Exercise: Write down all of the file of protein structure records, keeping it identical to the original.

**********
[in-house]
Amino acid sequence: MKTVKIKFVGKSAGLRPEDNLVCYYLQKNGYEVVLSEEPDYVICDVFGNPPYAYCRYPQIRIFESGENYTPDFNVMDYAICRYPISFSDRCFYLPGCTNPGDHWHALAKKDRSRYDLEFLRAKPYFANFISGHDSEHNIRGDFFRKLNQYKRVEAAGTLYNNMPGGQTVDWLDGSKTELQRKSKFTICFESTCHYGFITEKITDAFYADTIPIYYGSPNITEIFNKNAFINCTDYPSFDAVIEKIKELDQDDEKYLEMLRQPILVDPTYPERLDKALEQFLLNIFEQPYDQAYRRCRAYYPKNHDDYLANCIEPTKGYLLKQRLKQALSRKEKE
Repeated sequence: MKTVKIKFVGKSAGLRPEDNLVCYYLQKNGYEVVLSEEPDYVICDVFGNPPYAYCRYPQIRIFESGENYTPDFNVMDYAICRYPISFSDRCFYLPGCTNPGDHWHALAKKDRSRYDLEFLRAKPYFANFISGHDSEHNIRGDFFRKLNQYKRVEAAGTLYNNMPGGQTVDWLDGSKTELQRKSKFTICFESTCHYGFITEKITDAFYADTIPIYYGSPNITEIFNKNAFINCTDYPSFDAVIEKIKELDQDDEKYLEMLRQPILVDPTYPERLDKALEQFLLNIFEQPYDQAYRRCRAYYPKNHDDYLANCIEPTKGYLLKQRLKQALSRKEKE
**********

[in-house]
Amino acid sequence: MKTVKIKFVGKSAGLRPEDNLVCYYLQKNGYEVVLSEEPDYVICDVFGNPPYAYCRYPQIRIFESGENYTPDFNVMDYAICRYPISFSDRCFYLPGCTNPGDHWHALAKKDRSRYDLEFLRAKPYFANFISGHDSEHNIRGDFFRKLNQYKRVEAAGTLYNNMPGGQTVDWLDGSKTELQRKSKFTICFESTCHYGFITEKITDAFYADTIPIYYGSPNITEIFNKNAFINCTDYPSFDAVIEKIKELDQDDEKYLEMLRQPILVDPTYPERLDKALEQFLLNIFEQPYDQAYRRCRAYYPKNHDDYLANCIEPTKGYLLKQRLKQALSRKEKE
Repeated sequence: MKTVKIKFVGKSAGLRPEDNLVCYYLQKNGYEVVLSEEPDYVICDVFGNPPYAYCRYPQIRIFESGENYTPDFNVMDYAICRYPISFSDRCFYLPGCTNPGDHWHALAKKDRSRYDLEFLRAKPYFANFISGHDSEHNIRGDFFRKLNQYKRVEAAGTLYNNMPGGQTVDWLDGSKTELQRKSKFTICFESTCHYGFITEKITDAFYADTIPIYYGSPNITEIFNKNAFINCTDYPSFDAVIEKIKELDQDDEKYLEMLRQPILVDPTYPERLDKALEQFLLNIFEQPYDQAYRRCRAYYPKNHDDYLANCIEPTKGYLLKQRLKQALSRKEKE